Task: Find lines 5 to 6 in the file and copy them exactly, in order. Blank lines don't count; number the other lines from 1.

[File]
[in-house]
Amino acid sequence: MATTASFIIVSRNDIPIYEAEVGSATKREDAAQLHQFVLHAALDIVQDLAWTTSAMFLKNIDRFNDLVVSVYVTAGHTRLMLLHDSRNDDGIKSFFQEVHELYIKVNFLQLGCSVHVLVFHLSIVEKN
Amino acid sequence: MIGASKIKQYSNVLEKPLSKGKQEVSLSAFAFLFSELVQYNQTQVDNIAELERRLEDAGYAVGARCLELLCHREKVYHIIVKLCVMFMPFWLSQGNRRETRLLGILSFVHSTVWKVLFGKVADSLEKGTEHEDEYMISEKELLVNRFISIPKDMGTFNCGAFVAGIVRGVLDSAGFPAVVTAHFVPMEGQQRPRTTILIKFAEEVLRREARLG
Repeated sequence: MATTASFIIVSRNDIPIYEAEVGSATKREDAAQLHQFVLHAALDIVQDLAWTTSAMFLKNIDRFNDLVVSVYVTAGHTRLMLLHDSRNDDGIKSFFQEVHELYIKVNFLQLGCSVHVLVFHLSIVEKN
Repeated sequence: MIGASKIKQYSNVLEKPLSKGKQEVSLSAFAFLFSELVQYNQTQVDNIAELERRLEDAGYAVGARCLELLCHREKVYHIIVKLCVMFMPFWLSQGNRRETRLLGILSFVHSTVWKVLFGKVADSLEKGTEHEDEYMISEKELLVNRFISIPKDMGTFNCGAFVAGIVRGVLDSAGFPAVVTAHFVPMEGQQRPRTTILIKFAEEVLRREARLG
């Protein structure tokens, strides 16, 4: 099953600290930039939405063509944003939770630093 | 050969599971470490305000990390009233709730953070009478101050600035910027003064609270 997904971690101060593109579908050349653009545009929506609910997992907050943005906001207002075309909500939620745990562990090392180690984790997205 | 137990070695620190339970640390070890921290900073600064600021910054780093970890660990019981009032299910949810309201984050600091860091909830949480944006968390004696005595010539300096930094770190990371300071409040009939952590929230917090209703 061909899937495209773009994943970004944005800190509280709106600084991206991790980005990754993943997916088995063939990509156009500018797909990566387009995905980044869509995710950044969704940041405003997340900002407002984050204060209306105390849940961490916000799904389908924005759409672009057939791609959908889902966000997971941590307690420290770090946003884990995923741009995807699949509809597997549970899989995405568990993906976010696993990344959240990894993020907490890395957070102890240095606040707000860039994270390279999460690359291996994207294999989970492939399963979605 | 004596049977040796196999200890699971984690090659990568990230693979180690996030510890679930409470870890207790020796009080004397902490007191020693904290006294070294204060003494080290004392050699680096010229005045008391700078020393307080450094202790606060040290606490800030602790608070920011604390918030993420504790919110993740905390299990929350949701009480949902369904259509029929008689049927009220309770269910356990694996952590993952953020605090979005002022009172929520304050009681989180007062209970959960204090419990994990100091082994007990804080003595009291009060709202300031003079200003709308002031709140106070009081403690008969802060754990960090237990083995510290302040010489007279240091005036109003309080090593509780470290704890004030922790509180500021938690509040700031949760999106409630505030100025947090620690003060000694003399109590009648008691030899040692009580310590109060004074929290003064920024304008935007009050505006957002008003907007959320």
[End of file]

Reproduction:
Repeated sequence: MIGASKIKQYSNVLEKPLSKGKQEVSLSAFAFLFSELVQYNQTQVDNIAELERRLEDAGYAVGARCLELLCHREKVYHIIVKLCVMFMPFWLSQGNRRETRLLGILSFVHSTVWKVLFGKVADSLEKGTEHEDEYMISEKELLVNRFISIPKDMGTFNCGAFVAGIVRGVLDSAGFPAVVTAHFVPMEGQQRPRTTILIKFAEEVLRREARLG
């Protein structure tokens, strides 16, 4: 099953600290930039939405063509944003939770630093 | 050969599971470490305000990390009233709730953070009478101050600035910027003064609270 997904971690101060593109579908050349653009545009929506609910997992907050943005906001207002075309909500939620745990562990090392180690984790997205 | 137990070695620190339970640390070890921290900073600064600021910054780093970890660990019981009032299910949810309201984050600091860091909830949480944006968390004696005595010539300096930094770190990371300071409040009939952590929230917090209703 061909899937495209773009994943970004944005800190509280709106600084991206991790980005990754993943997916088995063939990509156009500018797909990566387009995905980044869509995710950044969704940041405003997340900002407002984050204060209306105390849940961490916000799904389908924005759409672009057939791609959908889902966000997971941590307690420290770090946003884990995923741009995807699949509809597997549970899989995405568990993906976010696993990344959240990894993020907490890395957070102890240095606040707000860039994270390279999460690359291996994207294999989970492939399963979605 | 004596049977040796196999200890699971984690090659990568990230693979180690996030510890679930409470870890207790020796009080004397902490007191020693904290006294070294204060003494080290004392050699680096010229005045008391700078020393307080450094202790606060040290606490800030602790608070920011604390918030993420504790919110993740905390299990929350949701009480949902369904259509029929008689049927009220309770269910356990694996952590993952953020605090979005002022009172929520304050009681989180007062209970959960204090419990994990100091082994007990804080003595009291009060709202300031003079200003709308002031709140106070009081403690008969802060754990960090237990083995510290302040010489007279240091005036109003309080090593509780470290704890004030922790509180500021938690509040700031949760999106409630505030100025947090620690003060000694003399109590009648008691030899040692009580310590109060004074929290003064920024304008935007009050505006957002008003907007959320």